Interethnic clan relationships: On the way along the western shore of Lake Abaya, Tadesse explains that there are small pockets of Arsi Oromo living among the Gamo. They have old-standing arrangements on the level of clan or lineage organisation: certain Arsi are affiliated with certain Gamo, and these relationships are also recognised by the respective Arsi clans on the Oromia side. These cross-cutting relationships are the type of thing Oromo nationalists do not want to hear about.

Burji/Koira/Konso/Oromo should also be examined for such interethnic clan links. Likewise for the Kaffa/Oromo/Dawro.

Tadesse’s informant from the qawot clan in Dawro, which is believed to originate from Gondar, interviewed in Tarcha (see entry from April 21, 2002), told us that he would rather have his ears cut off than understand Oromo; but enmity does not preclude interethnic clan relationships.

Baiso: Tadesse also thinks that the Baiso on the islands of Lake Abaya, who Fleming (1964) classifies linguistically as 'Somali outliers' similar to the Rendille, deserve to be studied. They are or were important for the trade across the lake.

Resettlers, the State: The exclusive association of large-scale resettlement with the Derg period is wrong. Along the western shore of Lake Abaya there are settlements of people from Gondar that date from the period of Haile Selassie. Also, many Falasha were resettled here at that time. Later they were taken to Israel. The present government continues with resettlement on a "voluntary" basis, despite of the inconsistency of this policy with other policies based on ethnic territoriality.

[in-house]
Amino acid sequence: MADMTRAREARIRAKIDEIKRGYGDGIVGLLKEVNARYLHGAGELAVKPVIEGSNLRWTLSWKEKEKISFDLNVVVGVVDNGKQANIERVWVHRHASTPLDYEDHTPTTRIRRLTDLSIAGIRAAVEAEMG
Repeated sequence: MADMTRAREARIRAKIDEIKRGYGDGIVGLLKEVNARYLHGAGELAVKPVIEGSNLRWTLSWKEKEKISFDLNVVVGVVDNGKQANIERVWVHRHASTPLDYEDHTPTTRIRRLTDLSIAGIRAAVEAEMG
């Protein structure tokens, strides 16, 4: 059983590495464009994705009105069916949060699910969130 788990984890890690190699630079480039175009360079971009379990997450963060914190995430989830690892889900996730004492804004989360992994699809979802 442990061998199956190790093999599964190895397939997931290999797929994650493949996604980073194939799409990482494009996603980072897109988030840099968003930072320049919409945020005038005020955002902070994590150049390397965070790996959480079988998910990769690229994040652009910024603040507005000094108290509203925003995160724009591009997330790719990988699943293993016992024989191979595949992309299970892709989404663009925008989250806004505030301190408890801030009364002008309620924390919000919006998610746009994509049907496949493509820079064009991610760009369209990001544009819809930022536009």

The creation of large state farms and the planting of a huge eucalyptus forest, owned by the central government and located on former communal pastures, required resettlement of the former users, who have, however, not received any compensation.

Ethnic conflicts

Guji / Gedeo: In 2001 (?), Guji massacred Gedeo who lived interspersed among them. Three thousand of them were killed, and many were expelled. The Gedeo did not retaliate in a similar fashion against Guji living among them because of the many links to them through marriage. The incident was reported on VOA (Voice of America). Taddesse Berisso also mentioned it in the paper he presented in Halle/Saale (2002). Other "Oromo warriors" are said to have helped their Guji brothers, but it is hard to imagine this without some form of central command and lorries for logistics. Sources: EHRCO, Ethiopian Human Rights Committee Report, check on internet:

Majangir: Majangir went to the government offices in Tepi town to kill officials with spears. According to some newspapers, four policemen were killed. It is also reported that the Majangir came from four directions, each group comprising one man with a kalashnikov and ten with spears. Their attack caused complete chaos. Since then, many people have abandoned the town (oral sources in Dawro; see also contribution by Ren’ya Sato in Remapping Ethiopia [2002] about Majangir). Tadesse thinks this particular conflict is about Majangir land that was appropriated for the town and for coffee plantations in the hands of Wollo settlers.

Manja / non-Manja among the Kaffa: The Manja are the hunter-gatherers living among the Kaffa and Dawro. They live in enforced endogamy. There is no commensality. They experience discrimination of every variety.

The Manja are in control of the forest. Armed groups have started to kill Kaffa. The army was sent against them. Manja captives said they would kill more. People think this uprising is connected to the activities of the Pan-Ethiopian movement in Gambella, led locally by a Nuer.